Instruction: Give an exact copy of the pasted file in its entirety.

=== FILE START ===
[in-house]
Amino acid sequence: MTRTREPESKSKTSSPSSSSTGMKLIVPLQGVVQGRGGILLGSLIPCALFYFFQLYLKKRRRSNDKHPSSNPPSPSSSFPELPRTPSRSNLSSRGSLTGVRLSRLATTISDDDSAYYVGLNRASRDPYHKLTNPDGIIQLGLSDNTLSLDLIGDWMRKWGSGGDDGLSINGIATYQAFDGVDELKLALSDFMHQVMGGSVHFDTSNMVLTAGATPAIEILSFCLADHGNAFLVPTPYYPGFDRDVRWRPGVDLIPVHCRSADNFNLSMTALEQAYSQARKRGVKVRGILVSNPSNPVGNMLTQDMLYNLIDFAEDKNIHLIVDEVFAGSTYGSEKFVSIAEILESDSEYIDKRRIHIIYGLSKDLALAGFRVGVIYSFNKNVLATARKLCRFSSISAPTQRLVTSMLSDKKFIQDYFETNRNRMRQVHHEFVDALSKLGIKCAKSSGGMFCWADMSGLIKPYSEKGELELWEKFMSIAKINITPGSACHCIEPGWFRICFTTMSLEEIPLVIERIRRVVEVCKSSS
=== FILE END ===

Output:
[in-house]
Amino acid sequence: MTRTREPESKSKTSSPSSSSTGMKLIVPLQGVVQGRGGILLGSLIPCALFYFFQLYLKKRRRSNDKHPSSNPPSPSSSFPELPRTPSRSNLSSRGSLTGVRLSRLATTISDDDSAYYVGLNRASRDPYHKLTNPDGIIQLGLSDNTLSLDLIGDWMRKWGSGGDDGLSINGIATYQAFDGVDELKLALSDFMHQVMGGSVHFDTSNMVLTAGATPAIEILSFCLADHGNAFLVPTPYYPGFDRDVRWRPGVDLIPVHCRSADNFNLSMTALEQAYSQARKRGVKVRGILVSNPSNPVGNMLTQDMLYNLIDFAEDKNIHLIVDEVFAGSTYGSEKFVSIAEILESDSEYIDKRRIHIIYGLSKDLALAGFRVGVIYSFNKNVLATARKLCRFSSISAPTQRLVTSMLSDKKFIQDYFETNRNRMRQVHHEFVDALSKLGIKCAKSSGGMFCWADMSGLIKPYSEKGELELWEKFMSIAKINITPGSACHCIEPGWFRICFTTMSLEEIPLVIERIRRVVEVCKSSS